First, I pointed out the close economic relationship between Japan and China.
Japan made a large contribution to Chinese economic development through official development assistance (ODA). Japan was the first country in the world to have resumed ODA after the Tiananmen Square Protests in 1989.
A large volume of trade is one of the characteristics of Japan-China relations. China is Japan's largest trading partner, while Japan is China's second largest trading partner. The Japan-China trade relationship is also characterized by its flow of products. Japan exports high-tech parts, materials, and industrial machinery to China, which China then uses to manufacture products to export to the United States and Europe. This means that both countries have an interdependent and inseparable supply chain, including everything from supplying part and materials to manufacturing finished products.
With regard to investment, Japan is the world's largest investor in China. Between January and August this year, foreign investment in China has declined by 3.4% year-on-year while Japanese investment has increased by 17%. Furthermore, Japanese investment has shifted from China's low-wage manufacturing industry to manufacturers which domestically produce goods targeting higher-income Chinese consumers. Investment in sales and service businesses has also increased. These investments significantly contribute to China's economic transition from an export-driven economy to an economy oriented towards domestic demand.
Second, I also raised the following points regarding the further development of both countries' economies. Firstly, an economic partnership agreement between Japan and China that implements various liberalization measures - including the abolition of tariffs, unification of product standards, and freedom of investment - will further strengthen economic ties between both countries. Secondly, Japan experienced a number of problems between the 1960s and 1980s, such as environmental pollution, yen appreciation, trade friction with the U.S., industrialization of farming areas, and privatization of the national railways and public telephone and telegram corporations, which are very similar to the challenges China is facing, such as environmental issues, economic structural adjustments, correction of income disparities between urban and rural residents, and issues involving state-owned companies. Apart from the fact that some of the policies adopted by Japan successfully dealt with problems while others failed, I am pretty sure that China can learn a lesson from Japan's experience.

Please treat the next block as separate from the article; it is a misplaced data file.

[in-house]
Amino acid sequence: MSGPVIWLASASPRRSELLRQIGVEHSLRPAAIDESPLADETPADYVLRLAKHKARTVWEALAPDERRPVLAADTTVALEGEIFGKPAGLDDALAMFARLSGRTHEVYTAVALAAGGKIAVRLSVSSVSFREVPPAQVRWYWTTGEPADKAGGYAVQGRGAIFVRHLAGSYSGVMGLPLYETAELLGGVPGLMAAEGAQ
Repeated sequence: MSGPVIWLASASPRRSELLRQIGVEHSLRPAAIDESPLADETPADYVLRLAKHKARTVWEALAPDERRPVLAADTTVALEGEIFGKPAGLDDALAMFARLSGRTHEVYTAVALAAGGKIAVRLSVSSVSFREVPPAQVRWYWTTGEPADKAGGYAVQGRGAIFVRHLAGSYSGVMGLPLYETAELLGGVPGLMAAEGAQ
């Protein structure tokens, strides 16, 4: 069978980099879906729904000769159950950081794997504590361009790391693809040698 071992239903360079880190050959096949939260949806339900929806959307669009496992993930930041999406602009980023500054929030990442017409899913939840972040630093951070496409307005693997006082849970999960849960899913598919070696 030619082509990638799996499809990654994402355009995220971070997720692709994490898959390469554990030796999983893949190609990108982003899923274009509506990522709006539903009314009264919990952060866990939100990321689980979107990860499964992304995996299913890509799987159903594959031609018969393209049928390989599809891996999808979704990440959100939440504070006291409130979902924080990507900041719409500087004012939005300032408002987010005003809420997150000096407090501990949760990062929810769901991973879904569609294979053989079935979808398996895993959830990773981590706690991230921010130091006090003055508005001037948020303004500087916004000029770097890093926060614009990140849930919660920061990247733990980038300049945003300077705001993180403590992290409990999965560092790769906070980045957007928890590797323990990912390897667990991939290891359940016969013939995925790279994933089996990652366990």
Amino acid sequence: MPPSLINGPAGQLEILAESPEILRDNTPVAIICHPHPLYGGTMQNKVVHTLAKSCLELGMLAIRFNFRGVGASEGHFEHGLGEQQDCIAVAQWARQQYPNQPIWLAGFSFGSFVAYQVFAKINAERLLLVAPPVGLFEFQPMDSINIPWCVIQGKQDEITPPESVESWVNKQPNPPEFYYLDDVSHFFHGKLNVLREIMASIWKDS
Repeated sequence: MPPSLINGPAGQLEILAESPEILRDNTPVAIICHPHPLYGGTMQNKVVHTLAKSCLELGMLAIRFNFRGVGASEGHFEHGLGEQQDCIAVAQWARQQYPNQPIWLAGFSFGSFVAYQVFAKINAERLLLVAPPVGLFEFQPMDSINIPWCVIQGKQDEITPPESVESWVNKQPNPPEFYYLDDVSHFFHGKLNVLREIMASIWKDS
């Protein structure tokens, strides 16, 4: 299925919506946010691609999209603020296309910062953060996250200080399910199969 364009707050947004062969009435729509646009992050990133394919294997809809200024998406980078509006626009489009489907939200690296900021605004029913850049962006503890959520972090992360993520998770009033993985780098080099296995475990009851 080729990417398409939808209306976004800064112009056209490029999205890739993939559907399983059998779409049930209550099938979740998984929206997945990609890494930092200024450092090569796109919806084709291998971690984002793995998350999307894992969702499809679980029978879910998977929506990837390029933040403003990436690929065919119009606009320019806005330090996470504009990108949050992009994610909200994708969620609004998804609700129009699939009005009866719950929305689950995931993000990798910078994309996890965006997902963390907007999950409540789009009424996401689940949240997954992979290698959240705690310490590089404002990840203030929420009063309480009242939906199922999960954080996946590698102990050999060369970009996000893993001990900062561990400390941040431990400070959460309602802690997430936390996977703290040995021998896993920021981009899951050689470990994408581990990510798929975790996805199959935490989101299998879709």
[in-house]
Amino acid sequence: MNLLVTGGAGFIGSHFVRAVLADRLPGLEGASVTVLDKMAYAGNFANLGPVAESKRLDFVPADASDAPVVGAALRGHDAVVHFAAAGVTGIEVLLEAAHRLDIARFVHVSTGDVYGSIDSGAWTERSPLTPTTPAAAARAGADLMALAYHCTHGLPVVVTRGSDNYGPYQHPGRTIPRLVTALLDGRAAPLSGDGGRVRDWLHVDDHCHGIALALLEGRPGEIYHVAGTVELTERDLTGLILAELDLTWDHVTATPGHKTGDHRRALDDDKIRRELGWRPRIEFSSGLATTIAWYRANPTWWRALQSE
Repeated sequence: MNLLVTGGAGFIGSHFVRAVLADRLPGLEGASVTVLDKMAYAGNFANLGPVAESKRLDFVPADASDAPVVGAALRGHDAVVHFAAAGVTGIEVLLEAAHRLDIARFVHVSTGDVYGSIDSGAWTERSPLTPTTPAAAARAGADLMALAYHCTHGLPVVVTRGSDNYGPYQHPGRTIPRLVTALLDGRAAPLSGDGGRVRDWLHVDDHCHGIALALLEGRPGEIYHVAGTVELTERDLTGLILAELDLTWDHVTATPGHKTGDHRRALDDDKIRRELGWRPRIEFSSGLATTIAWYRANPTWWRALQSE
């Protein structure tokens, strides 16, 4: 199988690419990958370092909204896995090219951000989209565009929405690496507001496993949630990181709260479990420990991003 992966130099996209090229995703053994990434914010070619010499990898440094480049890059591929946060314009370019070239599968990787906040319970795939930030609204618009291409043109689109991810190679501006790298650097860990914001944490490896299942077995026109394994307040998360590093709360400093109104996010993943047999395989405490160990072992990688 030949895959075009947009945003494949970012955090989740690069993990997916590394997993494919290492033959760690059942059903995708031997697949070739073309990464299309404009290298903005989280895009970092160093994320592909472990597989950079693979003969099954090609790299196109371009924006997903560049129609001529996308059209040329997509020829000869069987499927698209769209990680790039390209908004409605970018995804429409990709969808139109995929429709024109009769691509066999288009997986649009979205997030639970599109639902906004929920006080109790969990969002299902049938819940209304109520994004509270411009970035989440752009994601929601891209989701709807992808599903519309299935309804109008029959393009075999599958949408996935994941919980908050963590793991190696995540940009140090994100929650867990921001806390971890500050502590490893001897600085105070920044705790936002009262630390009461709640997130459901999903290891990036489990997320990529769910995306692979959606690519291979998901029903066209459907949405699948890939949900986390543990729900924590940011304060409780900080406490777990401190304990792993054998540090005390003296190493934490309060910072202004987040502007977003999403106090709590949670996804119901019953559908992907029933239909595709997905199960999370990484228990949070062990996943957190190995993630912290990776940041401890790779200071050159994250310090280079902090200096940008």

5. Were you asked any questions concerning the territorial dispute between Japan and China?
One person from the floor asked me about it. I replied with the official position of the Japanese government that there is no territorial issue between Japan and China. I added that although Japan has territorial disputes with Russia and South Korea, political issues do not affect economic relations with these countries and therefore Japan and China should not damage their interdependent economic relationship with political disputes. Japan and China have inseparable bonds between their economies. If either of them attacks the other, it will have consequences for the attacker itself. Japan and China should keep economic relations and political issues segregated.
(This article was translated from the Japanese transcript of Mr. Yamashita's speech in the "Business Prospect" session of the radio program "First in the Morning News" broadcast by NHK Radio Channel1 on November 27, 2012.)